Breathing is fundamental to human life. A healthy person is one who breathes freely and well. In traditional Chinese terms, one whose lung Qi is abundant and unimpeded.
Maintaining health therefore involves adopting exercises such as Chi Kung which have an excellent effect on the lung Qi.
However, the lungs can easily be harmed in a number of ways. Traditional Chinese Medicine describes the lungs as the ‘delicate’ organ, because, of all the internal organs, they are the most vulnerable to external disease causing factors. Cigarette smoke is just the most obvious way in which our lungs can be damaged by the environment we inhabit.
Nowadays also, when many people spend hours on end bent over a desk or computer keyboard, the chest is impeded and proper breathing impaired.
Traditional Chinese Medicine also considers that the lungs can be weakened by excessive or prolonged sadness or grief, and poor dietary choices can also lead to impaired lung functioning.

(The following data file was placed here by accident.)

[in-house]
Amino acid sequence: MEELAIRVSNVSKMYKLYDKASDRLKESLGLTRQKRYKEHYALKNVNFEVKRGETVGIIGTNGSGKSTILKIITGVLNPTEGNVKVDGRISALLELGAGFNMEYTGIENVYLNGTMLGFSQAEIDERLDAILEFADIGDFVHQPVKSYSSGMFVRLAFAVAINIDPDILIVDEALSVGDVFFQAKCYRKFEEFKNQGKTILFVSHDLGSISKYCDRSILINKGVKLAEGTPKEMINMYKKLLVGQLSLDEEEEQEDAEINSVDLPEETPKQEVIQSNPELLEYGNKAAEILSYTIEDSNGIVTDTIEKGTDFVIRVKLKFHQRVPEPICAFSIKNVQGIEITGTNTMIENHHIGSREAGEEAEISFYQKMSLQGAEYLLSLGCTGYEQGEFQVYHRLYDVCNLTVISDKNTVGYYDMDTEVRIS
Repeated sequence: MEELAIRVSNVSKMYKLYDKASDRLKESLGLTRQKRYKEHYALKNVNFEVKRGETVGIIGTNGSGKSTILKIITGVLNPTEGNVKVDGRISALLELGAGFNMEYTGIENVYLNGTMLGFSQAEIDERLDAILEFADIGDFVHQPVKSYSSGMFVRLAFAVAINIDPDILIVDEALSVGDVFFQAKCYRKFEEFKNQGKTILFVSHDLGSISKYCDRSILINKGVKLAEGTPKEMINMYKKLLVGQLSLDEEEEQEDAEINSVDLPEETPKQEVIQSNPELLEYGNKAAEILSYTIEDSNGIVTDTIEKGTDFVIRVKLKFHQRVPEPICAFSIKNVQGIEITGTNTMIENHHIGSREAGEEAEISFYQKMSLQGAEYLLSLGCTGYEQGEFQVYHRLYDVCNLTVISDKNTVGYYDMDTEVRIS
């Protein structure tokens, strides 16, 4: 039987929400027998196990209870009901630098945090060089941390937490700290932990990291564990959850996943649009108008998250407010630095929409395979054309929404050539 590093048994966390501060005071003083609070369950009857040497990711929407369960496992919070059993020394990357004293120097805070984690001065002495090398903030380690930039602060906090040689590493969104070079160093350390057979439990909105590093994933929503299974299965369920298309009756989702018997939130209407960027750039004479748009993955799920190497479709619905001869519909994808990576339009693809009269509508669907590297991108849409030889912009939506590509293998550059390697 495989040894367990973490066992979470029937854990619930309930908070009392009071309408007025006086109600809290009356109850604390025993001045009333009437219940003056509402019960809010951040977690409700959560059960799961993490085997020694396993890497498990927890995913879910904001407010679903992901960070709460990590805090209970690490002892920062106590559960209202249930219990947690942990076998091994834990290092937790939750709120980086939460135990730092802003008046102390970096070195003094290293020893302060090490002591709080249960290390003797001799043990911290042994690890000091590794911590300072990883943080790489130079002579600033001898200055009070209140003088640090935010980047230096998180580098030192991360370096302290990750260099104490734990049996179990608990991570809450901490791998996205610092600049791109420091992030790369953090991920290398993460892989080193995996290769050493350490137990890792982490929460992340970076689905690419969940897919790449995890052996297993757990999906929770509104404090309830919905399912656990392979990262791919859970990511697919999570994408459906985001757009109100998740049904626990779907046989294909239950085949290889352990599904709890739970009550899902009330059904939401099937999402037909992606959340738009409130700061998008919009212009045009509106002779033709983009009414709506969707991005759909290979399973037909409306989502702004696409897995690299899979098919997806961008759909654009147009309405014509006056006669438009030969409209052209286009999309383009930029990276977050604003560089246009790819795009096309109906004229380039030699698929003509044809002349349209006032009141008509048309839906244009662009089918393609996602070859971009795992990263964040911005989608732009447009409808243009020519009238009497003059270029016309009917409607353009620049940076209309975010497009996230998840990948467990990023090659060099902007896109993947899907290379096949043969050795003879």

Our approach to treating respiratory problems is multi-faceted; we may use acupuncture and massage to improve the free flow of the lung Qi. We may use cupping therapy and herbal medicine to help resolve phlegm which is obstructing the lungs. We may suggest some Chi Kung exercises to open the chest.
As always the treatment we use will be tailored to the needs of the individual, using therapies which have been used in the treatment of lung problems for thousands of years.
The Sean Barkes Clinic does not claim to cure any conventional medical disease states. Traditional Chinese Medicine seeks to re-establish and maintain the harmonious function of the human body-mind using tried and tested principles that have been discovered and matured over millennia. A Western medical diagnosis provides very little by way of insight in informing a Chinese Medical diagnosis. Patients usually recognise their own condition in terms of the medical disease category that they have been given by their GP or other conventional medical practitioner. The research presented here is merely an indication of the potential to draw parallels between Traditional Chinese Medicine and Modern Western Medicine.